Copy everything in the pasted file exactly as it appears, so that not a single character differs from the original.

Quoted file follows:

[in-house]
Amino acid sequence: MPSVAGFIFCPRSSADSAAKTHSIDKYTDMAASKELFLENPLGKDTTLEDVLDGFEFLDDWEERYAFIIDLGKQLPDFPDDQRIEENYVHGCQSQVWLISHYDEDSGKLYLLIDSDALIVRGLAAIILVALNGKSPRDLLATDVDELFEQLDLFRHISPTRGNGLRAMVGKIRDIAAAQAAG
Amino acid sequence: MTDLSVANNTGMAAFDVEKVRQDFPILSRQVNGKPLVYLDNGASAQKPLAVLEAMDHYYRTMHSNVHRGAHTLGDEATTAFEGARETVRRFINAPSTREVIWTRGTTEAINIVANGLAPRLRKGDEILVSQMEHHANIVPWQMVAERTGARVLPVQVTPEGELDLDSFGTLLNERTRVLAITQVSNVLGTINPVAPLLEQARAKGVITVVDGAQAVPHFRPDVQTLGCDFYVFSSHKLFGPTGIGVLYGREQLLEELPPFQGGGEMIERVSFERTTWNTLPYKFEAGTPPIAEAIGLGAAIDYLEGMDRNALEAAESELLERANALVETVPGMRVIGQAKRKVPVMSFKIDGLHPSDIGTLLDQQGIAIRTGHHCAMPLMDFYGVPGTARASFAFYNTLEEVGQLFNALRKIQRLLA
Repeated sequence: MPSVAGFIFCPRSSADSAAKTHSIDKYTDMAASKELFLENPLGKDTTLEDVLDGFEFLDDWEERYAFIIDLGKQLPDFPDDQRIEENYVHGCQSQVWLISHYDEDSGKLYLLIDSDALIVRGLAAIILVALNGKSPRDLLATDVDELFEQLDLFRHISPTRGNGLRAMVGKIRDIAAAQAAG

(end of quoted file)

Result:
[in-house]
Amino acid sequence: MPSVAGFIFCPRSSADSAAKTHSIDKYTDMAASKELFLENPLGKDTTLEDVLDGFEFLDDWEERYAFIIDLGKQLPDFPDDQRIEENYVHGCQSQVWLISHYDEDSGKLYLLIDSDALIVRGLAAIILVALNGKSPRDLLATDVDELFEQLDLFRHISPTRGNGLRAMVGKIRDIAAAQAAG
Amino acid sequence: MTDLSVANNTGMAAFDVEKVRQDFPILSRQVNGKPLVYLDNGASAQKPLAVLEAMDHYYRTMHSNVHRGAHTLGDEATTAFEGARETVRRFINAPSTREVIWTRGTTEAINIVANGLAPRLRKGDEILVSQMEHHANIVPWQMVAERTGARVLPVQVTPEGELDLDSFGTLLNERTRVLAITQVSNVLGTINPVAPLLEQARAKGVITVVDGAQAVPHFRPDVQTLGCDFYVFSSHKLFGPTGIGVLYGREQLLEELPPFQGGGEMIERVSFERTTWNTLPYKFEAGTPPIAEAIGLGAAIDYLEGMDRNALEAAESELLERANALVETVPGMRVIGQAKRKVPVMSFKIDGLHPSDIGTLLDQQGIAIRTGHHCAMPLMDFYGVPGTARASFAFYNTLEEVGQLFNALRKIQRLLA
Repeated sequence: MPSVAGFIFCPRSSADSAAKTHSIDKYTDMAASKELFLENPLGKDTTLEDVLDGFEFLDDWEERYAFIIDLGKQLPDFPDDQRIEENYVHGCQSQVWLISHYDEDSGKLYLLIDSDALIVRGLAAIILVALNGKSPRDLLATDVDELFEQLDLFRHISPTRGNGLRAMVGKIRDIAAAQAAG